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Thursday, October 25, 2012

UNDERSTANDING THE SECURITY CAMERA, PT. 2

On Tuesday, we looked at four major varieties of security camera. Today, we're going to examine the different ways in which security cameras interact with their environment - through housing, vision and communication.

Security Cameras Need Homes, Too

The outdoor camera is the hardy cousin of its indoor kin. Also known as "weatherproof", the outdoor camera is built to withstand the wear and tear of rain, wind and snow. This type of equipment is generally waterproof, and sometimes accompanied by a built-in heater and fan to regulate temperature and moisture. The outdoor camera, too, can take the form of any of the four basic camera types as described in our previous post.

Vandal resistant cameras are the toughest of the bunch, usually housed in aluminum (as opposed to plastic) and protected by a locking mechanism. A dome style camera is the preferred variety for vandal resistance, as it is much more difficult to damage by striking. The dome camera is also more resistant to being covered or otherwise obstructed. Finally, even camouflage is sometimes implemented to avoid the vandal's attention to begin with!

How Does Your Security System See You?

Using a varifocal security camera allows for change in zoom and focus, improving quality or breadth of coverage. This type of camera can be adapted to any number of surveillance situations either by manual or remote adjustment; the fixed-lens camera, a cheaper and less complex alternative, cannot be adjusted once it is installed. You get what you pay for: the varifocal security camera can be used and re-used in any number of situations.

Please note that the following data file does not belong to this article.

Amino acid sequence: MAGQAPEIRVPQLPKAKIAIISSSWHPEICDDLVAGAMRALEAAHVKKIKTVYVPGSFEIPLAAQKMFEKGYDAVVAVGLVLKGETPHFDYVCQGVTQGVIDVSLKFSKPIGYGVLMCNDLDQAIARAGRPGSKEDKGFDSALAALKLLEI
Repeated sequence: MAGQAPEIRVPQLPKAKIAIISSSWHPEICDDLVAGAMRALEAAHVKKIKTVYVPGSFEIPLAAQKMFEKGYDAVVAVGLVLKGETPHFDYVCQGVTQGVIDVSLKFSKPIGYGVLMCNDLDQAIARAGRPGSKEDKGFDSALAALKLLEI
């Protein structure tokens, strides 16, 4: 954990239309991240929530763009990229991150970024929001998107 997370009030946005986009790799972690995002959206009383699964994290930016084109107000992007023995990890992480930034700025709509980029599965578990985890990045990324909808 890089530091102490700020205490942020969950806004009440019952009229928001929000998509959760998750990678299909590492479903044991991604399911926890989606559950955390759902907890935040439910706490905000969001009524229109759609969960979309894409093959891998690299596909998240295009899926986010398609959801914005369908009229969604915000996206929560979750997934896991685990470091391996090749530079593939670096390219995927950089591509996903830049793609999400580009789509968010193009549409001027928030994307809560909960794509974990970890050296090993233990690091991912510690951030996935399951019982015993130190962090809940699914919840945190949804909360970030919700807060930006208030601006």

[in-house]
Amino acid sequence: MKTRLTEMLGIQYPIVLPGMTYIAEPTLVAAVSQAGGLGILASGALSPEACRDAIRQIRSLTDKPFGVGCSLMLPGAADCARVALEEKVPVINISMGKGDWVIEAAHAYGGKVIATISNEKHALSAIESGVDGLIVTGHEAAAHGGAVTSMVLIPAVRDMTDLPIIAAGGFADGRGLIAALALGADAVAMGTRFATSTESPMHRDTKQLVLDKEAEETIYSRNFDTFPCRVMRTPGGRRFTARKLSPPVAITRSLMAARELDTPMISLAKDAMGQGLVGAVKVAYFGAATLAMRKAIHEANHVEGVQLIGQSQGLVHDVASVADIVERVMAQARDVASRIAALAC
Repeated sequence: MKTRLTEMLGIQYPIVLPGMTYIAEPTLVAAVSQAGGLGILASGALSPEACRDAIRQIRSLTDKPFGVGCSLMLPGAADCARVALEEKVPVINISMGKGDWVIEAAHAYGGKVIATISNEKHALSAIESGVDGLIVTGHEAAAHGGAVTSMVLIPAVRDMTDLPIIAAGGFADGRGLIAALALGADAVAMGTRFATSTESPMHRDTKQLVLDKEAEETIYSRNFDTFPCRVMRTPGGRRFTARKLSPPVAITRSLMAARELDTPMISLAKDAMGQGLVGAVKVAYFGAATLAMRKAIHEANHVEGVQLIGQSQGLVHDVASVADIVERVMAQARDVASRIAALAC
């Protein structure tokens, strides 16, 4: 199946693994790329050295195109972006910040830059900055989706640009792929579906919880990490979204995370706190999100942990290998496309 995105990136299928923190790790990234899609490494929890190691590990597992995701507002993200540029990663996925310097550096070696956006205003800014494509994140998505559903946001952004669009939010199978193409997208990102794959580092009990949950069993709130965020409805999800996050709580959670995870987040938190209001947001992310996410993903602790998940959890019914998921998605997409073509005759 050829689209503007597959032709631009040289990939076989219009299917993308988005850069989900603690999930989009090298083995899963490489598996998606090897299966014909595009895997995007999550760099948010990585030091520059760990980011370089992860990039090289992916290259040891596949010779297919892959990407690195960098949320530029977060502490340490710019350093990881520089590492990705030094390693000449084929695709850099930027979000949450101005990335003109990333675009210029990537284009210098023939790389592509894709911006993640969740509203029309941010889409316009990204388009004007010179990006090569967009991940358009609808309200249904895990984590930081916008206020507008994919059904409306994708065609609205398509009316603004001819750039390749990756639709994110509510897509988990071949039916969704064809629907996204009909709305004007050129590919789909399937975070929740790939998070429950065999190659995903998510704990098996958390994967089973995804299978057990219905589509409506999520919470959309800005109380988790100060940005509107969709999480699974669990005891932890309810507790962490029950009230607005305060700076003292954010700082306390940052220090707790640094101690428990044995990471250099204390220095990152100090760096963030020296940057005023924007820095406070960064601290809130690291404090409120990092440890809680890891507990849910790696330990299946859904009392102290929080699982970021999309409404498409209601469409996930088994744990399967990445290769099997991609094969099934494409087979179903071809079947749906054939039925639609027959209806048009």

Infrared security cameras are also known as night-vision cameras, or day/night cameras. They are capable of viewing and recording in total darkness. An infrared LED emanates light on a portion of the electromagnetic spectrum that is invisible to the human eye, and captures the image of anything that emits heat. In low light conditions, the image is perfectly clear, and in color; in pitch blackness, the image is black and white.

Communicating with Your Surveillance System

The wired security camera was he first on the scene, and still holds a strong position today. Attached to a power source via one cable, and transmitting its video feed through another, the wired camera boasts the most secure connection of any setup available. Between its reliable feed and stable power source, the wired camera earns its keep admirably.

In contrast to the wired format is the wireless camera, which in turn can be subdivided two ways. The network, or IP, camera is a digital camera that harnesses the internet to transmit its data. The CCTV wireless camera, on the other hand, uses radio bandwidth to transmit audio and video data, often in encrypted form. In some cases, these wireless devices are even battery- or solar-powered, adding to their versatility and cost-effectiveness. Their strength, however, is also their vulnerability: wireless signals can potentially be intercepted by anyone with the right knowledge and equipment.

Bullets, Domes, Lenses and Wires: Finding Your Way Forward

There's not a single variety, as discussed over this post and the last, that Eye Spy Electronics does not offer for sale and installation. But where, you ask, do I start?

That's why we're here. We have over twenty years' experience in security equipment sales, service and custom installation, We're ready to hear you out, and offer our advice. We can help you through the details, one by one.

Contact us today by telephone at 877-8214880, or by email at sales@eyespyelectronics.com. You could also use our Contact form, or visit our security forum to ask questions and find answers.

We're here to provide you with not only the best equipment, but the highest quality support in the industry. Let us help you find the right security system today!

Dan Parrington is a freelance content writer for a variety of small businesses across the web. He operates out of his primary business website, The Parrington Review. You can contact him at dan@parringtonreview.com.